Right now, if we collectively establish fairer prices for producers, we might find ourselves laying the foundations for a fairer specialty coffee industry. And that might mean when the commodity market returns to under-valuing coffee production and paying producers less than their cost of production (which is historically what it has done), the specialty coffee industry, and roasters like you, will have demonstrated the power and the vision to be part of the solution and put your money where your mouth is when we say it’s time producers were paid fairly.

If we choose to be part of the solution, the next vital step to success is education. Green coffee importers, roasters, baristas, cafes, and the final coffee consumer need to be aware that this price rise isn’t only happening because there was a drought and frost in Brazil. The climate conditions simply gave all of us the momentum we needed to drive the cost of a cup of specialty coffee closer to its true value. If your baristas and your customers can appreciate that fact, and still come back to enjoy fine coffee, then they will feel good knowing they are paying more for a quality product and a larger proportion of their money is going directly to producers. It is all our jobs to ensure that this message is received.

What about the global freight rates and timeframes?

Since the Covid-19 pandemic began, international supply lines, air and sea freight have been increasingly stretched to the point where delivery times are blowing out and stock of many things run out as a regular occurrence.

Now, this one, unfortunately we can’t do much about. But it is important to be aware of because on top of the rising cost of coffee itself, the cost of shipping coffee from origin to anywhere else is rising too, and the timeframes are becoming unpredictable. Because freight companies everywhere are experiencing massive demand, they just don’t have the ships and planes needed to move everything in the kind of timeframes they used to.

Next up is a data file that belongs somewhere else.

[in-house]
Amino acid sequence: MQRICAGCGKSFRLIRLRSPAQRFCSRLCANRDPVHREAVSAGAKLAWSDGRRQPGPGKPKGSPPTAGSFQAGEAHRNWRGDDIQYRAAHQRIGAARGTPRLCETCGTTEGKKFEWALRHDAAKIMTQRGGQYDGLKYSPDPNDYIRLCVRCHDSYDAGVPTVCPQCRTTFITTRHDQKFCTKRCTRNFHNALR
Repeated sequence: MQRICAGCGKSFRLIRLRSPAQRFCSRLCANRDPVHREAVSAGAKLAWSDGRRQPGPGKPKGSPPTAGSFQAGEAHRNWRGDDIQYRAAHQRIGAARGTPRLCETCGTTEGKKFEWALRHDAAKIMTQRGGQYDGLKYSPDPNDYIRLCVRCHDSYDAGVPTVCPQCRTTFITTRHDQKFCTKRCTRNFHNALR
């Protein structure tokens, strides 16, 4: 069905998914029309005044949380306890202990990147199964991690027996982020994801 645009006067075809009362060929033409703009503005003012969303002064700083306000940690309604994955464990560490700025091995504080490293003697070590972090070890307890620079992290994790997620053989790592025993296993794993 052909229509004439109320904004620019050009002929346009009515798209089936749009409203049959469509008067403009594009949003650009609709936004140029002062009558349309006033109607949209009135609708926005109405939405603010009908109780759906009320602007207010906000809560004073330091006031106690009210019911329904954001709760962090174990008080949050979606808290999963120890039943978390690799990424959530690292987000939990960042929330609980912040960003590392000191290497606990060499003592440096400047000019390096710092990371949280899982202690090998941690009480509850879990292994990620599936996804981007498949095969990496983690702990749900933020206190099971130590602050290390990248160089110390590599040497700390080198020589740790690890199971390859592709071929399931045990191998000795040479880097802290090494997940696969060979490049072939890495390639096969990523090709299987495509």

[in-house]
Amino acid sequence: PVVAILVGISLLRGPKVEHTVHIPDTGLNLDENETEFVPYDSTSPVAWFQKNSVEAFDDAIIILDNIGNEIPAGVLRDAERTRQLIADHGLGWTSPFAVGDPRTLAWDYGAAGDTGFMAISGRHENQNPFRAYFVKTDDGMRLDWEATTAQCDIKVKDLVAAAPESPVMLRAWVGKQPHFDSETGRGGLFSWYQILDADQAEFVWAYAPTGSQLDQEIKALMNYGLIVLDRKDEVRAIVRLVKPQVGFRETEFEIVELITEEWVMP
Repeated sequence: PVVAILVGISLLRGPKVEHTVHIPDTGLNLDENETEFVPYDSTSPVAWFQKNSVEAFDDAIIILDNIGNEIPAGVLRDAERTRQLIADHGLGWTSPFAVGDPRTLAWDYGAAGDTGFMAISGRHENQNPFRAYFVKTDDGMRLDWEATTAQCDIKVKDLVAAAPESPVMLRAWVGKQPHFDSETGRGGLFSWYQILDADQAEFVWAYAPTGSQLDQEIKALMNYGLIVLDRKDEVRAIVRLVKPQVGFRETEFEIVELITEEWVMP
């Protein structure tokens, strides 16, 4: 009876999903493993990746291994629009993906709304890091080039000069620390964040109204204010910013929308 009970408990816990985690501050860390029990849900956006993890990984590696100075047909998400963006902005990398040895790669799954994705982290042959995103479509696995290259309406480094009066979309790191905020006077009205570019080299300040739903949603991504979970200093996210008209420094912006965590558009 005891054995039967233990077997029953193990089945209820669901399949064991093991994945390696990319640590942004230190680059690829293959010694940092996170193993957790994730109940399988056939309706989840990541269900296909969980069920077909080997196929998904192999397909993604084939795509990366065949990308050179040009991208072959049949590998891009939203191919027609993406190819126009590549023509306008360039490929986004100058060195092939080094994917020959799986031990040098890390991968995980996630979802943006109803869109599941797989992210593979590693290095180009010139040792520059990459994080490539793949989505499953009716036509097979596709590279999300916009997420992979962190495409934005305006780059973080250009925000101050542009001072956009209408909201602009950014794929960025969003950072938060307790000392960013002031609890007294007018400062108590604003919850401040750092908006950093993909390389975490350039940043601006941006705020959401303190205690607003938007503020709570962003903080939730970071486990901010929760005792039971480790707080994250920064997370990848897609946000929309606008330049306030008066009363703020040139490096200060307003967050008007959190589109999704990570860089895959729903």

So, for coffee, containers of green beans are:

  • taking longer to leave origin,
  • they are costing 30-100% more overall,
  • they are arriving to their destinations later than expected.

This situation is not likely to ease for the next 9 months or more as the world recovers from the major disruptions to supply chains.

What can you do about it?

Same three words: forecast and plan.

The best way to work through this is communicating with your green bean supplier. They should have the most up-to-date information about how long it’s taking to get coffee into your country and what delays you should expect.

But do yourself, your business, and your customers a favour: don’t rely on there being coffee available to purchase two days before you run out of stock. Supply chains are stretched and costs are going up. It’s unlikely your usual green bean supplier will be holding on to extra stock just waiting for you to call and request a few bags.

Plan ahead. Calculate what you need to keep your business operating. Consider contracting it so your supplier holds stock you need, or maybe consider storing buffer stock in your roastery. You can also work out alternative origins you might use in case what you’re currently using most often, like Brazil or Ethiopia, runs out of stock because in this current environment it’s bound to happen.

If you want to plan for supply from any particular origin, whether for the next month or the next 12 months, chat to any of our sales team, so we can give you advice on what might suit your business, the options you have and how best to tackle the current events that are occurring.

You can always get in touch at [email protected]

Now let’s work together to make the specialty coffee industry better, stronger, and fairer.

Stay caffeinated.

Habib Maarbani

Project Origin | General Manager